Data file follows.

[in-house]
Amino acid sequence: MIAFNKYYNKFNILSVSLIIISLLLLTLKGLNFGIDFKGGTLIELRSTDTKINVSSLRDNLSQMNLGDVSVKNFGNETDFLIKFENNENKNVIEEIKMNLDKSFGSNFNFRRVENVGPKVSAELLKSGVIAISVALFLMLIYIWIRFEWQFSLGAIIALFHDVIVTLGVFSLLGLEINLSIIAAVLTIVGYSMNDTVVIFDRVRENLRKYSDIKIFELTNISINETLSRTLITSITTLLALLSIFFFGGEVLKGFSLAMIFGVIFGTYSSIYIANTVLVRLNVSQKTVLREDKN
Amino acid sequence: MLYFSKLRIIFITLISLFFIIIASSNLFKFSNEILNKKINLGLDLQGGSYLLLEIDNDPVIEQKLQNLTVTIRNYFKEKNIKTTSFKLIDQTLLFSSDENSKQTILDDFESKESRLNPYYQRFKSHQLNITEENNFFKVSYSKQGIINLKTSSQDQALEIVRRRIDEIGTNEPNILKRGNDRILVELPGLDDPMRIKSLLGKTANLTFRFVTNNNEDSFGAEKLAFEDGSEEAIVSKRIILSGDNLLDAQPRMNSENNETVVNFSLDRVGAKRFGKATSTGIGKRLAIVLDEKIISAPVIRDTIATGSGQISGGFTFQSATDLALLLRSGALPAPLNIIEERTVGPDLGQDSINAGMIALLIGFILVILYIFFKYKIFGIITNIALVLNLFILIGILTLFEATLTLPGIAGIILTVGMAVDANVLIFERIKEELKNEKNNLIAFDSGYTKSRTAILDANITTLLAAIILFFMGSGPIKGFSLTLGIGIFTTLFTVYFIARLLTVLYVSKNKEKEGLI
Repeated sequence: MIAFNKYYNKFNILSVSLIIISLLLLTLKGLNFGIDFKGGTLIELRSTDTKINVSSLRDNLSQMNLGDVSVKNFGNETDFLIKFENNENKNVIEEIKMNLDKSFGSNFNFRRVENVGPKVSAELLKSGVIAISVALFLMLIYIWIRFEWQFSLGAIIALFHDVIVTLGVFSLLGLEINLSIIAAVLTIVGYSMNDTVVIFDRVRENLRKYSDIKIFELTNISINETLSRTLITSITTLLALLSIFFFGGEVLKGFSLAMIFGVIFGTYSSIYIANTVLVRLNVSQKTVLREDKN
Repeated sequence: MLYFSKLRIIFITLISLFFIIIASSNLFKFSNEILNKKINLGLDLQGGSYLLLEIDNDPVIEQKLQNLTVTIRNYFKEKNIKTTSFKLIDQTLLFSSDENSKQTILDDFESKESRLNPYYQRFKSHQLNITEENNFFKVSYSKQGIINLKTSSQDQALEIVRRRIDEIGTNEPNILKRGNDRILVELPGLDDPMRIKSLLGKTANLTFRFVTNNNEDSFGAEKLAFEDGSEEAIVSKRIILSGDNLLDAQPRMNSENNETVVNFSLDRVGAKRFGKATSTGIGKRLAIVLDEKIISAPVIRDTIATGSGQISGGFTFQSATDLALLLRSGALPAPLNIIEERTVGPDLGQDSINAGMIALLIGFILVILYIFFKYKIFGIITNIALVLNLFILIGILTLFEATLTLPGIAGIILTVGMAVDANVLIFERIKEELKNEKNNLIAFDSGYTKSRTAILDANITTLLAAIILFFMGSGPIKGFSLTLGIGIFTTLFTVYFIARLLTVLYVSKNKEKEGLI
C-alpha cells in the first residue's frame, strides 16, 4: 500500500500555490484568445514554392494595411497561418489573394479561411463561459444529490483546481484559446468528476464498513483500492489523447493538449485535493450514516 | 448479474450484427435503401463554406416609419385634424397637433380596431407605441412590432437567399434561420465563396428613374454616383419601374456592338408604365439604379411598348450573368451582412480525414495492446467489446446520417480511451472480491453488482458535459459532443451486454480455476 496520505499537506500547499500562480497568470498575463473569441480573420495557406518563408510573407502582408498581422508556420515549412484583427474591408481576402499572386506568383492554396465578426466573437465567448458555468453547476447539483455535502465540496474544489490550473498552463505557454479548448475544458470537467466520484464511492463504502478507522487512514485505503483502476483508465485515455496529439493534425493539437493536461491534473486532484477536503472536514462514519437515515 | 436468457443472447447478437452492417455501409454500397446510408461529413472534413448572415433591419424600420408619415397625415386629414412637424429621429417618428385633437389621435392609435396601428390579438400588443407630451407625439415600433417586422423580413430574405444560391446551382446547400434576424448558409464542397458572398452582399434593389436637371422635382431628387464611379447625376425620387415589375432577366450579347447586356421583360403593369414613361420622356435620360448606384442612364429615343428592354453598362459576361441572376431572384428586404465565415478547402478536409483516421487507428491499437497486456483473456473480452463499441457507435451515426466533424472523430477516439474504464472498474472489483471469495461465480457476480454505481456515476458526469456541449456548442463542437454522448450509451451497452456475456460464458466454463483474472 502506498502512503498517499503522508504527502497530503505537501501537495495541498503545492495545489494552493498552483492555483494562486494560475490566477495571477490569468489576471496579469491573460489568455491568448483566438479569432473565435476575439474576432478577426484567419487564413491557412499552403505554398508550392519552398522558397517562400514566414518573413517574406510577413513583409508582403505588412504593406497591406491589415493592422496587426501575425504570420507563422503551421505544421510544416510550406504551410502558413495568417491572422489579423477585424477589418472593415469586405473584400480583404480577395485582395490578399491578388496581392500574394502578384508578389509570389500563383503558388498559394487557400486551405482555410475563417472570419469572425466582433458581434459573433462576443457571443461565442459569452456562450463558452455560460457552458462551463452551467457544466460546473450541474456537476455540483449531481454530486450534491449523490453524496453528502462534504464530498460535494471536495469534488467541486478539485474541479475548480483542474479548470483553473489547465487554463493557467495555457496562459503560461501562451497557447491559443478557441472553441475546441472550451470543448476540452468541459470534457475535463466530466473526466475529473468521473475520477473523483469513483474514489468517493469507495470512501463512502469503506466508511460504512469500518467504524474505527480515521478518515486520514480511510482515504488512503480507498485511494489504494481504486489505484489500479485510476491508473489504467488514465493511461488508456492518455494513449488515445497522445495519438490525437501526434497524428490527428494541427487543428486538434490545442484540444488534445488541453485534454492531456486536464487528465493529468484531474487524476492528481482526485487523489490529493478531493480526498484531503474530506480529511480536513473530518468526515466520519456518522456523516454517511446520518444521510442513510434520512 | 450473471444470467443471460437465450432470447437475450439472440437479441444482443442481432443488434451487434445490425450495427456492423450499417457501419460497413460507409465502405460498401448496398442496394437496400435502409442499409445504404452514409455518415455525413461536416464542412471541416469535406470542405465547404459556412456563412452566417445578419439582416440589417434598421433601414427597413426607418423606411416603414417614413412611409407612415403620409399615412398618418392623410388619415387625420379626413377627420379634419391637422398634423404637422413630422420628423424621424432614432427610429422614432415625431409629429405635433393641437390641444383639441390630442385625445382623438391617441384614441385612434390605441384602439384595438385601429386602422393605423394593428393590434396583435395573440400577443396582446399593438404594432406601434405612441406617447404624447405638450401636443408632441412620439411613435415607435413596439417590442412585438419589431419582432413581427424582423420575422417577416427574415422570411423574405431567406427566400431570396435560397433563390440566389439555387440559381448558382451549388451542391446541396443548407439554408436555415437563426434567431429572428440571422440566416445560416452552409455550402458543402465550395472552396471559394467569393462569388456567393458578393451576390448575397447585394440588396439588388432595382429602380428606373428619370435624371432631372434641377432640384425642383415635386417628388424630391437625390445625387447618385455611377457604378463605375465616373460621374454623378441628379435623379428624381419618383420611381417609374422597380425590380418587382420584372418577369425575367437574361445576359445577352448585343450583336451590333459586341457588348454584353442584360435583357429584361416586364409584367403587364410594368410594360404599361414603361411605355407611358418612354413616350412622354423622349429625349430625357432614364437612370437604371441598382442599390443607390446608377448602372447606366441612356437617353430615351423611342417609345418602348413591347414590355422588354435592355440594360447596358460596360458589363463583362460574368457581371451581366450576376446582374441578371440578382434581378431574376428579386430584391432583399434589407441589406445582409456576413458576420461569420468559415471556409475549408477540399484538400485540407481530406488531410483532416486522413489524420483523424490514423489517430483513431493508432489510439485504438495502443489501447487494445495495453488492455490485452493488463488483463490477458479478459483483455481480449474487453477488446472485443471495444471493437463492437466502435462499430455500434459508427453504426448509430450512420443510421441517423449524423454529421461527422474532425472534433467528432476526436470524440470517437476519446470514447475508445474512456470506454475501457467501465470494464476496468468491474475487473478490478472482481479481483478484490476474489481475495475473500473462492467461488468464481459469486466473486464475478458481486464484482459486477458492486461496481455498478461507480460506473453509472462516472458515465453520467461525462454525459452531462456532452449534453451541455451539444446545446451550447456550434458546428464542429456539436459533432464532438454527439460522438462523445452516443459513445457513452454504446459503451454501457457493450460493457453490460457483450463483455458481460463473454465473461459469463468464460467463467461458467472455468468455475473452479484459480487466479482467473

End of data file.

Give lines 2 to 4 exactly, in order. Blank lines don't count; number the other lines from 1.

Amino acid sequence: MIAFNKYYNKFNILSVSLIIISLLLLTLKGLNFGIDFKGGTLIELRSTDTKINVSSLRDNLSQMNLGDVSVKNFGNETDFLIKFENNENKNVIEEIKMNLDKSFGSNFNFRRVENVGPKVSAELLKSGVIAISVALFLMLIYIWIRFEWQFSLGAIIALFHDVIVTLGVFSLLGLEINLSIIAAVLTIVGYSMNDTVVIFDRVRENLRKYSDIKIFELTNISINETLSRTLITSITTLLALLSIFFFGGEVLKGFSLAMIFGVIFGTYSSIYIANTVLVRLNVSQKTVLREDKN
Amino acid sequence: MLYFSKLRIIFITLISLFFIIIASSNLFKFSNEILNKKINLGLDLQGGSYLLLEIDNDPVIEQKLQNLTVTIRNYFKEKNIKTTSFKLIDQTLLFSSDENSKQTILDDFESKESRLNPYYQRFKSHQLNITEENNFFKVSYSKQGIINLKTSSQDQALEIVRRRIDEIGTNEPNILKRGNDRILVELPGLDDPMRIKSLLGKTANLTFRFVTNNNEDSFGAEKLAFEDGSEEAIVSKRIILSGDNLLDAQPRMNSENNETVVNFSLDRVGAKRFGKATSTGIGKRLAIVLDEKIISAPVIRDTIATGSGQISGGFTFQSATDLALLLRSGALPAPLNIIEERTVGPDLGQDSINAGMIALLIGFILVILYIFFKYKIFGIITNIALVLNLFILIGILTLFEATLTLPGIAGIILTVGMAVDANVLIFERIKEELKNEKNNLIAFDSGYTKSRTAILDANITTLLAAIILFFMGSGPIKGFSLTLGIGIFTTLFTVYFIARLLTVLYVSKNKEKEGLI
Repeated sequence: MIAFNKYYNKFNILSVSLIIISLLLLTLKGLNFGIDFKGGTLIELRSTDTKINVSSLRDNLSQMNLGDVSVKNFGNETDFLIKFENNENKNVIEEIKMNLDKSFGSNFNFRRVENVGPKVSAELLKSGVIAISVALFLMLIYIWIRFEWQFSLGAIIALFHDVIVTLGVFSLLGLEINLSIIAAVLTIVGYSMNDTVVIFDRVRENLRKYSDIKIFELTNISINETLSRTLITSITTLLALLSIFFFGGEVLKGFSLAMIFGVIFGTYSSIYIANTVLVRLNVSQKTVLREDKN